Prevent Eye Injuries With These Tips

Prevent Eye Injuries With These Tips

Eye injuries can be catastrophic. But fortunately, you can prevent many eye injuries from even happening if you’re careful. With a little bit of caution and preventative care, you can ward off painful and debilitating eye injuries. Try following these tips to keep you or an at-risk loved one safe and injury-free.

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Watch for and Eliminate Tripping Hazards

Believe it or not, falling is the number one cause of eye injury in the United States. It can happen to anyone, but older adults tend to be more at risk. To help eliminate the possible risk of falling in addition to injuring your eye on the way down, take a look around your house. Check the inside and outside for any tripping hazards. This might include loose rugs, electrical cords, yard equipment, or uneven walkways.

Increase Lighting in Dark Areas

Dark hallways and stairs can be a major risk for falling or running into something that could potentially poke your eye. Make sure those dark areas are well lit. Use a brighter bulb or add additional lighting.

Schedule Routine Eye Exams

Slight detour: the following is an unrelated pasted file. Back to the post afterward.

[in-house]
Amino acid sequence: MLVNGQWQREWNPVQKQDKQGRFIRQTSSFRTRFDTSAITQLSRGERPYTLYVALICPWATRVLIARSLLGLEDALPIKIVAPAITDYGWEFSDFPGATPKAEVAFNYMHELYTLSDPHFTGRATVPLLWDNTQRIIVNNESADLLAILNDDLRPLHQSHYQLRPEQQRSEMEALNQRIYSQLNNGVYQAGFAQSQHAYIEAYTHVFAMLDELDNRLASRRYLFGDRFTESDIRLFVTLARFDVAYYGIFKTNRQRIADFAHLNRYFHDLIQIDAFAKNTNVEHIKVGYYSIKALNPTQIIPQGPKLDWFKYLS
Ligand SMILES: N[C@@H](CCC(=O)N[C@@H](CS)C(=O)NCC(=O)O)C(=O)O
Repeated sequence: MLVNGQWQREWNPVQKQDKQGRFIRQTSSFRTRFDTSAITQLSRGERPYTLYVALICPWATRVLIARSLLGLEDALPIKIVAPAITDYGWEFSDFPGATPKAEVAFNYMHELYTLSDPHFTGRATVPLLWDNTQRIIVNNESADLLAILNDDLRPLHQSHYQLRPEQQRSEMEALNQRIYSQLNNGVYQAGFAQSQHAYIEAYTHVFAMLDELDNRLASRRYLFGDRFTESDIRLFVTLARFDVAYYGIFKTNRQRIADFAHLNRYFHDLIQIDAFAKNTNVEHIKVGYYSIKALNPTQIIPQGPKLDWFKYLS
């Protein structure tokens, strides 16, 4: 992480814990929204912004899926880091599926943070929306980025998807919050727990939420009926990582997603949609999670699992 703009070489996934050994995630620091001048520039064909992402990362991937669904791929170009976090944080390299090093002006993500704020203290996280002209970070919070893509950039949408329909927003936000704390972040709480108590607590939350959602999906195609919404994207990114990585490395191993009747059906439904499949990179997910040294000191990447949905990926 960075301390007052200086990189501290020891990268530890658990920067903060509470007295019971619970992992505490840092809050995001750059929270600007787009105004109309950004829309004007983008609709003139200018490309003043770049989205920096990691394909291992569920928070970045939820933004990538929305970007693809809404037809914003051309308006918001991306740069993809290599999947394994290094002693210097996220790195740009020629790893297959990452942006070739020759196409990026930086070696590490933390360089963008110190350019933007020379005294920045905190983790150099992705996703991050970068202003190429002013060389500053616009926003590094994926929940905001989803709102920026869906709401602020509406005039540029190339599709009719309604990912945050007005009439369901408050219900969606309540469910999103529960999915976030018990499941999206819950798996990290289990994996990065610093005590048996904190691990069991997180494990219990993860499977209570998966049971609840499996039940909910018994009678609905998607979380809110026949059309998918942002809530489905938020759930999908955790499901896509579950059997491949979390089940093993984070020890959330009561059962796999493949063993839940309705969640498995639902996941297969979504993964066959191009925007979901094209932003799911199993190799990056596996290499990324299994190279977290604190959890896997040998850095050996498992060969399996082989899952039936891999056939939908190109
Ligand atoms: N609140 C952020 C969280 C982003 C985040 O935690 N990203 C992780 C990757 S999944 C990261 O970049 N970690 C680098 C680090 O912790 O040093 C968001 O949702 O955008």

We say it time and time again. Prevention is key. And it’s true in this instance as well. You must be proactive to prevent eye injuries. As you get older, you become more susceptible to certain eye conditions, such as cataracts and age-related macular degeneration. The earlier you become diagnosed, the earlier you and your doctor can devise a treatment plan to protect your vision. Not all conditions have symptoms, so it’s vital that you schedule regular eye exams. Your vision may also change over the years, which can make activities and daily life difficult if not treated. Better vision leads to fewer falls and eye injuries. Get your eyes checked today!

Wear Protective Eyewear When Needed

More than 40 percent of eye injuries result from everyday home activities, such as yard work and repairs. Many of these can often be prevented by simply wearing the necessary protected eyewear. If you’re mowing the grass or weedeating, wear goggles to prevent grass, dirt, and debris from flying into your eye. Even dirt alone can scratch your eye, thus causing an injury. Anytime you’re doing something that could result in objects or chemicals flying into your eyes, wear goggles.

You may not be able to prevent all eye injuries, but you can at least lower your risk of suffering one. Take precautions and be smart. Put your eye health first and do everything you can to protect it.

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